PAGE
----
Read about NYC's best theatre and dance productions and watch video interviews with innovative artists
By ERIC GRODE---
Welcome to Building Character, TDF Stages' ongoing series about how actors create their roles
The first time we meet Simon Craig, the dissolute British spy played by Jefferson Mays in Blood and Gifts, he is muttering to himself as he spills pocket change all over the floor. The second time, he's about to be shot by an ostensible ally.
By the end of J.T. Rogers' sprawling look at Western involvement in the 1980s war between Russia and Afghanistan, Simon's CIA counterpart---a square-jawed Texan named James Warnock---has received a brutal crash course in the consequences of realpolitik. But so, in odd and tragic ways, has Simon, who after 14 years in Afghanistan knows the lay of the land but is still capable of crippling disappointment.
"We started referring to Simon as Cassandra during rehearsals," says Mays. "He sees what's coming down the pike before anyone else." That's not to say, however, that Simon is ready to face what's coming. "I learned a couple interesting things about MI6," Mays says of the British intelligence service. "They generally leave their fellows out in the branch for a fairly long time, so they tend to go native. Or to seed. Or both."
To prepare for the play, which is running through January 8 at Lincoln Center Theater, Mays read plenty of British spy novels by the likes of John Le Carré. "I tried to make Simon one of that world," he says. Director Bartlett Sher also brought in several guest speakers during rehearsals, something that Mays typically doesn't go for. "But there was one fellow, who was present at the Oslo peace accords, and he said something that really resonated for me. 'There's always a double chess game being played,' he said. 'One on top of the table and one underneath.' That gave me something to play."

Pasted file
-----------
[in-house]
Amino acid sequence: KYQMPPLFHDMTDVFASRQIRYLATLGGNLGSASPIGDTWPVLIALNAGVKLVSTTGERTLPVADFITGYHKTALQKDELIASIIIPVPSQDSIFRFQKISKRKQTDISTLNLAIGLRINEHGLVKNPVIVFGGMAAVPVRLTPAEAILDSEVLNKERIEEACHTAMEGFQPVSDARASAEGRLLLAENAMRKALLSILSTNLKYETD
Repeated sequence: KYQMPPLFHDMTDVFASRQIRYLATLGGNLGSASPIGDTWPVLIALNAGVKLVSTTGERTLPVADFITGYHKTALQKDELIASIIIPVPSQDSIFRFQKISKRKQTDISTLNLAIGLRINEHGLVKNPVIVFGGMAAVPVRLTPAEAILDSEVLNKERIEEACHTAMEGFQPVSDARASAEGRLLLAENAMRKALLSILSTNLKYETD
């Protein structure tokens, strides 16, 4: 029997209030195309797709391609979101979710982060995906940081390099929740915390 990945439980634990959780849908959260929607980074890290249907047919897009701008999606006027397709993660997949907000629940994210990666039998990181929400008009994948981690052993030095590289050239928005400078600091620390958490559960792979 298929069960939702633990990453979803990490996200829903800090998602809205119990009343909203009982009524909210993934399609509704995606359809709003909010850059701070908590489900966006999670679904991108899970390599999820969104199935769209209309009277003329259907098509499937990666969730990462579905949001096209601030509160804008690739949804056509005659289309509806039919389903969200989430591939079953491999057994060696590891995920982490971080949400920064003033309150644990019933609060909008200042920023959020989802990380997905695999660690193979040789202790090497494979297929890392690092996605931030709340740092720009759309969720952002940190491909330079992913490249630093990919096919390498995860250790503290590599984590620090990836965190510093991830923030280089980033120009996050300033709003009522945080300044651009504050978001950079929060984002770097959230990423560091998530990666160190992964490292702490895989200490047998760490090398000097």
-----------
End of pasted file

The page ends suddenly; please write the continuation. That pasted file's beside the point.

Mays says he and the rest of the cast also benefit from a playwright who conveys quite a bit of historical material without being pedantic. "J.T. has made every effort to humanize these people and still take their measure from a historical level. And as an actor, you always try to find some human, idiosyncratic things so that it doesn't lean toward the didactic. Sometimes I say to Jeremy [Davidson, who plays James] before the show, 'You know, maybe this time they'll work it out.'"
The play gains immediacy because Sher seats the actors around the performing space when they're not in a scene. When characters refer to people who aren't in the room, they often point at the actors who play them. Suddenly, the offstage actors aren't just passive observers. They're a ghostly part of the action.
"We introduced that on the first day of rehearsal, and there's a formality to it that I quite like---almost like with a Shakespeare history play," Mays explains. "It helps the audience keep their ducks in a row, and it's a wonderful resource for an actor. I don't want to work any other way anymore."
He should get many opportunities, since he's one of the most in-demand stage actors in New York. Since winning a 2004 Tony Award for I Am My Own Wife, in which he played 35 roles, Mays has appeared primarily in revivals, including Journey's End, Measure for Measure, and, as Henry Higgins, Pygmalion.
Simon is a considerably smaller role than many of these, but that doesn't mean Blood and Gifts lets the actor kick back and let someone else do the heavy lifting. "Oddly, I find myself experiencing more stress with the smaller roles," he says. "Say you screw up the first scene as Hamlet. Well, you have the rest of the play to redeem yourself, plus a cast that's there to support you. Whereas I found Journey's End [in which Mays played the smaller role of a griping Army cook] to be very difficult for some reason."
Like Journey's End, Blood and Gifts doesn't flinch from the harsher realities of war. Despite this, or perhaps because of it, Mays says he and the rest of the cast leave their jaded, misanthropic mindsets at the stage door: "When you're dealing with subject matter such as this, with such a tragic ending, the rehearsals can be giddy. It's sort of a riotous dressing room."
Eric Grode is the author of the recently released “Hair: The Story of the Show That Defined a Generation” (Running Press).